Cold weather that is. How in the hell is a guy supposed to get anything done in the shop or outside when it's 12 degrees outside? Maybe if that was Celsius but not when we're talking Farenheit. The average temps this time of the year are somewhere around mid 40's. Not toasty but when coupled with the longer daylight, enough to get you up and doing things. What have we got now? Windchills around zero, not just freezing but zero. Last year at this time we were setting records for warm days. Actually hit the 80's a year ago this week. Spring my ass! Mother nature can sure be cruel.

Wednesday, March 20, 2013

Education Rant

I saw this while catching up on some of my blog perusing now that I've got the kitchen done. I especially like number 3: "You can steer yourself any direction you choose". Yes, yes you can. This came from Live Long and Prosper. There's a lot of good educational stuff there as always. The thing I found most interesting lately was the concept of tenure. Teachers don't actually have tenure, they have due process. It makes quite a difference when you hear politicians bad-mouthing teachers and their unions and how you can never get rid of a bad teacher. Yes you can. It happens all the time. It's a shame that it needs to happen but it's good that it does, if that makes any sense. It just requires due process and due diligence by those in charge. I wonder how come I've never seen that in the papers? Doesn't much matter in Indiana any more.Teachers have neither tenure or due process.

When I went out for breakfast Saturday it was with four of my former colleagues, two of which are still at the same high school I retired from. I couldn't keep from laughing when they were talking about all the meetings and the hoops they have to jump through now. I won't say it's a conspiracy, that would be giving the politicians too much credit, but if you wanted to ensure that charter schools were more successful than public schools, how would you go about it? Make sure that teachers are bogged down with meetings and paperwork so they can't devote their time and energies to teaching? Take away their bargaining rights so they can't control their working conditions or have due process rights? Give charter schools the unfair advantage of not having to pay for a building or be burdened with the very same rules and testing that you've foisted upon the public schools? Do away with local control of schools? Freeze individual raises for teachers if the school as a whole isn't performing at the level the state sees as satisfactory? Damn! Does kind of look like a conspiracy after all, now doesn't it?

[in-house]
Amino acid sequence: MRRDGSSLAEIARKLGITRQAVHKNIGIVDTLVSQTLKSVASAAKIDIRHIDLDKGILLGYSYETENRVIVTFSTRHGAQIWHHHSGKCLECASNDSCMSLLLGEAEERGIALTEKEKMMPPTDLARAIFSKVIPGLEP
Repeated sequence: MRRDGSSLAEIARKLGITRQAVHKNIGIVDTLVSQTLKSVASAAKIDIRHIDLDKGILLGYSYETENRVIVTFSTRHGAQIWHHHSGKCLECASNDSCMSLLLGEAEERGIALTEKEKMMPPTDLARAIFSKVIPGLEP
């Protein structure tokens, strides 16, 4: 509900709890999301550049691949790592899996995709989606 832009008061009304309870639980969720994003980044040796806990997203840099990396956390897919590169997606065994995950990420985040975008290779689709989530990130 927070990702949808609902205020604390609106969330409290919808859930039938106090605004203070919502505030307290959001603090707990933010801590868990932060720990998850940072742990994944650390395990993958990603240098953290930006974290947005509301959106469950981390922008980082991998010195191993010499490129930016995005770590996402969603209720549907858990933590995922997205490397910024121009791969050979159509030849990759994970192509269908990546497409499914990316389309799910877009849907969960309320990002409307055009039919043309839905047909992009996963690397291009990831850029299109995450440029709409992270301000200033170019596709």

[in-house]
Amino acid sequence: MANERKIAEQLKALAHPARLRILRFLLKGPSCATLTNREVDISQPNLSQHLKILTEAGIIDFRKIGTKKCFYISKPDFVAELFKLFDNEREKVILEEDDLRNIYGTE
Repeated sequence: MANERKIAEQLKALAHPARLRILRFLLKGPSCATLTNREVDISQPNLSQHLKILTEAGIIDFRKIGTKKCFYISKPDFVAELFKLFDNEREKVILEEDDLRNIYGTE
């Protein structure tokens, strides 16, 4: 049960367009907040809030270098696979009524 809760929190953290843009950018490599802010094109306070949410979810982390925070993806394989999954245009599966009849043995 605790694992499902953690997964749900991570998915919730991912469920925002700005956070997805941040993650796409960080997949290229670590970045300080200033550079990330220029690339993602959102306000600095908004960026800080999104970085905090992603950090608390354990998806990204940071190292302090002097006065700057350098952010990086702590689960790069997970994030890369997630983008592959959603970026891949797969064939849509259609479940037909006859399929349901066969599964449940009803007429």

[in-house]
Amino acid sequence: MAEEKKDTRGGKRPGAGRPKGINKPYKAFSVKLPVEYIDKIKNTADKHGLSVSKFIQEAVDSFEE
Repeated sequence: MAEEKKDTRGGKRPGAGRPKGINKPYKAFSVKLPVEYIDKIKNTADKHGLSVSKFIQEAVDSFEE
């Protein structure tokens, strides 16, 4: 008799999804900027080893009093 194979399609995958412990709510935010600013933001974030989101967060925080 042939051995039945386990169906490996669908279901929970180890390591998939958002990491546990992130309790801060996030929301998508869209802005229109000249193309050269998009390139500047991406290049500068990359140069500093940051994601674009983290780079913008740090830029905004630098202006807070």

I'm glad I'm out of all that. I'm just a hired gun now but I feel for those that are still in the trenches battling ignorance every day. I'm not talking student ignorance. Ignorance from the politicians, the press and administrators. Some day it will become obvious to those in charge that if you want a good educational system you will hire good people, you will pay them well, you will give them what they need to do the job, and then you will get out of their way. Why would you hire talented people and then create obstacles one after the other to prevent them from using their talents? According to Live Long and Prosper the answer might be as simple as the Dunning-Kruger effect. Someone gets elected to office and they then become an authority on all subjects that come before them. Maybe instead of working all those years to master a trade I should have just been elected to a political office. Instant authority. Would have been a lot easier.